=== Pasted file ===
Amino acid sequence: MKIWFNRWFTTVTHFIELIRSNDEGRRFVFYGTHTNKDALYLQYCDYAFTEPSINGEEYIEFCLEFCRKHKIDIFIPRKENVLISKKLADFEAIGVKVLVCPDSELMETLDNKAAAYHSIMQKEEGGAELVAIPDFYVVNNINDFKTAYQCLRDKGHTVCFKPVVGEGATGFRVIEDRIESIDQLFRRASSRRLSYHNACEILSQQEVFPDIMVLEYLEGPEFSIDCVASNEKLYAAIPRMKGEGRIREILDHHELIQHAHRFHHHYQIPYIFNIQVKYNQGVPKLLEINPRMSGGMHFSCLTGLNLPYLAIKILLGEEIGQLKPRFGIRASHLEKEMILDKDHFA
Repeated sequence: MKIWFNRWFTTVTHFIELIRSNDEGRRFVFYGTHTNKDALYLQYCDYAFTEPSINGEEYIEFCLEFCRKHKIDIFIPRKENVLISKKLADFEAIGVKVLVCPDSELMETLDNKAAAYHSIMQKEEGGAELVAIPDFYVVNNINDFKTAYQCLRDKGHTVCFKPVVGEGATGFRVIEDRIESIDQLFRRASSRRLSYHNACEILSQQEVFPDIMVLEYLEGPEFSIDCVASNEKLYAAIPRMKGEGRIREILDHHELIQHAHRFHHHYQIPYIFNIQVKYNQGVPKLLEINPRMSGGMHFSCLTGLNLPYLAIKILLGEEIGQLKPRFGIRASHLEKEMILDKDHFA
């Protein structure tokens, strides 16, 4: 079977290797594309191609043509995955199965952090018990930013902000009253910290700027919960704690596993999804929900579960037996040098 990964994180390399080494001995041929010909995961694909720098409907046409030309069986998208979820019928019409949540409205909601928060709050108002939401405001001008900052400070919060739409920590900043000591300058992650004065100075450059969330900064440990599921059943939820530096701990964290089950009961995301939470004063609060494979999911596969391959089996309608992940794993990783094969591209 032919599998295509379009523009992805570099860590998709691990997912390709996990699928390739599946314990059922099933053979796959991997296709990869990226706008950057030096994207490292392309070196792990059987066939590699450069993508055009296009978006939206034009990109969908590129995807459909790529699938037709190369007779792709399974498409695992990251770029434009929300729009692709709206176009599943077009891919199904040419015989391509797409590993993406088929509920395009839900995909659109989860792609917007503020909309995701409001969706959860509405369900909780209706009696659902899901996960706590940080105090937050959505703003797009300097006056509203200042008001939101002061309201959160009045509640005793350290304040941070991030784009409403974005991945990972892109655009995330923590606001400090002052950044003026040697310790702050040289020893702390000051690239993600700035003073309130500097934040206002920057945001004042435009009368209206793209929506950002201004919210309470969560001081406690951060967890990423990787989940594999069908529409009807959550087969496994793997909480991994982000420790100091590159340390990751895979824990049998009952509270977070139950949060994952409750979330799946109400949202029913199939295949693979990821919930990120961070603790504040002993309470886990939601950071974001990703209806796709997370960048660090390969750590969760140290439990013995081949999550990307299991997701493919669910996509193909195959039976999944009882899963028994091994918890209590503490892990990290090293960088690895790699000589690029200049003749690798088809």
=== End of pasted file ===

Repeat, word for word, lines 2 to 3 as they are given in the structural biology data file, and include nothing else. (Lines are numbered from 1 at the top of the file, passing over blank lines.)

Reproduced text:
Repeated sequence: MKIWFNRWFTTVTHFIELIRSNDEGRRFVFYGTHTNKDALYLQYCDYAFTEPSINGEEYIEFCLEFCRKHKIDIFIPRKENVLISKKLADFEAIGVKVLVCPDSELMETLDNKAAAYHSIMQKEEGGAELVAIPDFYVVNNINDFKTAYQCLRDKGHTVCFKPVVGEGATGFRVIEDRIESIDQLFRRASSRRLSYHNACEILSQQEVFPDIMVLEYLEGPEFSIDCVASNEKLYAAIPRMKGEGRIREILDHHELIQHAHRFHHHYQIPYIFNIQVKYNQGVPKLLEINPRMSGGMHFSCLTGLNLPYLAIKILLGEEIGQLKPRFGIRASHLEKEMILDKDHFA
């Protein structure tokens, strides 16, 4: 079977290797594309191609043509995955199965952090018990930013902000009253910290700027919960704690596993999804929900579960037996040098 990964994180390399080494001995041929010909995961694909720098409907046409030309069986998208979820019928019409949540409205909601928060709050108002939401405001001008900052400070919060739409920590900043000591300058992650004065100075450059969330900064440990599921059943939820530096701990964290089950009961995301939470004063609060494979999911596969391959089996309608992940794993990783094969591209 032919599998295509379009523009992805570099860590998709691990997912390709996990699928390739599946314990059922099933053979796959991997296709990869990226706008950057030096994207490292392309070196792990059987066939590699450069993508055009296009978006939206034009990109969908590129995807459909790529699938037709190369007779792709399974498409695992990251770029434009929300729009692709709206176009599943077009891919199904040419015989391509797409590993993406088929509920395009839900995909659109989860792609917007503020909309995701409001969706959860509405369900909780209706009696659902899901996960706590940080105090937050959505703003797009300097006056509203200042008001939101002061309201959160009045509640005793350290304040941070991030784009409403974005991945990972892109655009995330923590606001400090002052950044003026040697310790702050040289020893702390000051690239993600700035003073309130500097934040206002920057945001004042435009009368209206793209929506950002201004919210309470969560001081406690951060967890990423990787989940594999069908529409009807959550087969496994793997909480991994982000420790100091590159340390990751895979824990049998009952509270977070139950949060994952409750979330799946109400949202029913199939295949693979990821919930990120961070603790504040002993309470886990939601950071974001990703209806796709997370960048660090390969750590969760140290439990013995081949999550990307299991997701493919669910996509193909195959039976999944009882899963028994091994918890209590503490892990990290090293960088690895790699000589690029200049003749690798088809």